The Queen’s Baton Relay may only have spent a day on the islands of Bermuda, but what a day it was! This whirlwind journey took in the city and towns of St. George’s, Hamilton, Pembroke and Devonshire, with the baton being carried by boat, foot, bicycle, and even horse-drawn carriage and classic motorbike.
The sun shone down as rowers from the St. George’s Sea Cadets took the baton out on the water from Convict Bay into the nearby harbour. As the baton was brought ashore, heralded by the Town Crier, actors in period costume performed in the historic and colourful town centre of St. George’s – a UNESCO World Heritage Site. From there, the relay progressed around the island with dignitaries, businessmen, politicians and schoolchildren from various running clubs carrying the baton and posing for photographs.
When the baton reached the Botanical Gardens and Agricultural Exhibition, it was met by five Commonwealth Games legends. John Morbey was Bermuda’s first ever medal winner at Kingston 1966, Brian Wellman won Bronze for the Triple Jump at Victoria 1994, and Antoine Jones and Conrad Lister took Silver in the men’s doubles for tenpin bowling at Kuala Lumpur 1998.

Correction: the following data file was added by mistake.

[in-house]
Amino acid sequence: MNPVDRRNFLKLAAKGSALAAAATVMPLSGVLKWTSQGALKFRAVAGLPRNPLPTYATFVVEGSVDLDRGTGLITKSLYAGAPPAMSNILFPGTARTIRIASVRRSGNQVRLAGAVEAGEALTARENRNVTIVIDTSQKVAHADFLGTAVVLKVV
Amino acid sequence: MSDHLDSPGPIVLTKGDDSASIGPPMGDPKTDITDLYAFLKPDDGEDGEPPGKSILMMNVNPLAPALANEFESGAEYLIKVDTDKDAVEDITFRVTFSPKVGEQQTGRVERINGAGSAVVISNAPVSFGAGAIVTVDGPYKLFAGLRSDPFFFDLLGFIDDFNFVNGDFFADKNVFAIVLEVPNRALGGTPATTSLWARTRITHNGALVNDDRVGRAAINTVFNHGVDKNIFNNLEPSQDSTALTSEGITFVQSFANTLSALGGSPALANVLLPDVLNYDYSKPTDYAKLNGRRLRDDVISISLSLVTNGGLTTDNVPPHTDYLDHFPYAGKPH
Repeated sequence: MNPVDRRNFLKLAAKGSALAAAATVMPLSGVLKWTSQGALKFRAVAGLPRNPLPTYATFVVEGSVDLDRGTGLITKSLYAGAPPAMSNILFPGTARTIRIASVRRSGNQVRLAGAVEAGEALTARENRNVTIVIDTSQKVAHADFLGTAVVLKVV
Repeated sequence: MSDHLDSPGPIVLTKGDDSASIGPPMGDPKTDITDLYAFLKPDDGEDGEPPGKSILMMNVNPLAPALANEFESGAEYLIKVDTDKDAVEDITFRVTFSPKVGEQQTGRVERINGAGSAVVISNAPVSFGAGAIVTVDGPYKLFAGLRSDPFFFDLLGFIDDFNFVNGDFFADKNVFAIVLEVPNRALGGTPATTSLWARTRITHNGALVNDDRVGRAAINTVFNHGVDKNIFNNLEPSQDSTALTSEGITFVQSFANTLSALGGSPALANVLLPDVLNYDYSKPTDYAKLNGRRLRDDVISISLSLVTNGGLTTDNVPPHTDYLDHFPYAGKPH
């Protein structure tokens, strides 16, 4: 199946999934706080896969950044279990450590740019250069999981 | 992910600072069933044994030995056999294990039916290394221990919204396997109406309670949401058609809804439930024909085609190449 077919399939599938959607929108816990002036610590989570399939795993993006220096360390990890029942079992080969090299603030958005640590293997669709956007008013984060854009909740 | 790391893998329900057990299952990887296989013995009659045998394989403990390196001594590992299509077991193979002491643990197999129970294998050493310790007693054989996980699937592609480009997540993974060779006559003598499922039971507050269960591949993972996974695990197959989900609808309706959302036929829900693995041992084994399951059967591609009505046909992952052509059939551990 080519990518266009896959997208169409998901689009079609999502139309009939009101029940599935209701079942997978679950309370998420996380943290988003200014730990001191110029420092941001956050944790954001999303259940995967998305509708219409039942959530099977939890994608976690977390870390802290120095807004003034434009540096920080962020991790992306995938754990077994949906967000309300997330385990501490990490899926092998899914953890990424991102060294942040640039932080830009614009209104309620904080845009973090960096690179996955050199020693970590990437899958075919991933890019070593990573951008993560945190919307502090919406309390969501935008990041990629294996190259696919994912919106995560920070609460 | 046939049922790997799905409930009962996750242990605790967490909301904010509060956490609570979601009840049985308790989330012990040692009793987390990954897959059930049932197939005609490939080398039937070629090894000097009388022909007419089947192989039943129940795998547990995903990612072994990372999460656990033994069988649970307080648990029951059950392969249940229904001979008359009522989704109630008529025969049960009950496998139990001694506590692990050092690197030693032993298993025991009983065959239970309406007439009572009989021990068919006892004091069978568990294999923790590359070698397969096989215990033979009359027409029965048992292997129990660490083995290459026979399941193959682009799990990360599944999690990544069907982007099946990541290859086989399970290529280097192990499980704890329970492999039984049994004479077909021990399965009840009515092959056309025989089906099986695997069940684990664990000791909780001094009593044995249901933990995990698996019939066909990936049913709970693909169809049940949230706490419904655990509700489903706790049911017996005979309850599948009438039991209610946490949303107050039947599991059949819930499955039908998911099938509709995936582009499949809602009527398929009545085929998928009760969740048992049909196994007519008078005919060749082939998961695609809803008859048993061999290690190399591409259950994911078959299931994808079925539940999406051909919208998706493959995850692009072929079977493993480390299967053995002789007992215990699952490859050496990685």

Clarence ‘Nicky’ Saunders won High Jump Gold at Auckland 1990, and his record jump height remained a Commonwealth Games record for 24 years! He had flown from his home in London to take part in the Queen’s Baton Relay in Bermuda, showing his love for his sport, nation and fellow Bermudians. A humble man, he spoke of his desire to meet with the current athletes of Bermuda who are hoping to attend Glasgow 2014 this summer.
The Bermuda Regiment Band and the Bermuda Islands Pipe Band’s drumming accompanied young athletes running with the baton. Near Cabinet Office, the Warner Gombeys (a theatrical dance troupe) whirled and hopped, the hand drawn masks blazing bright and colourful in the sunshine. The drumming and whistles of the music drew crowds of people who lined the streets to catch a glimpse of the baton, and to hear Premier Craig Cannonier welcome the relay to Bermuda.
The day ended with the baton visiting WindReach, a recreational centre for people with disabilities. Para-sport athletes played basketball, talked of the newly acquired world rankings they hold in bocce, and passed the baton amongst themselves – bringing an end to a busy and energetic relay day in Bermuda.
Find more of the latest images from the baton’s journey around the Commonwealth.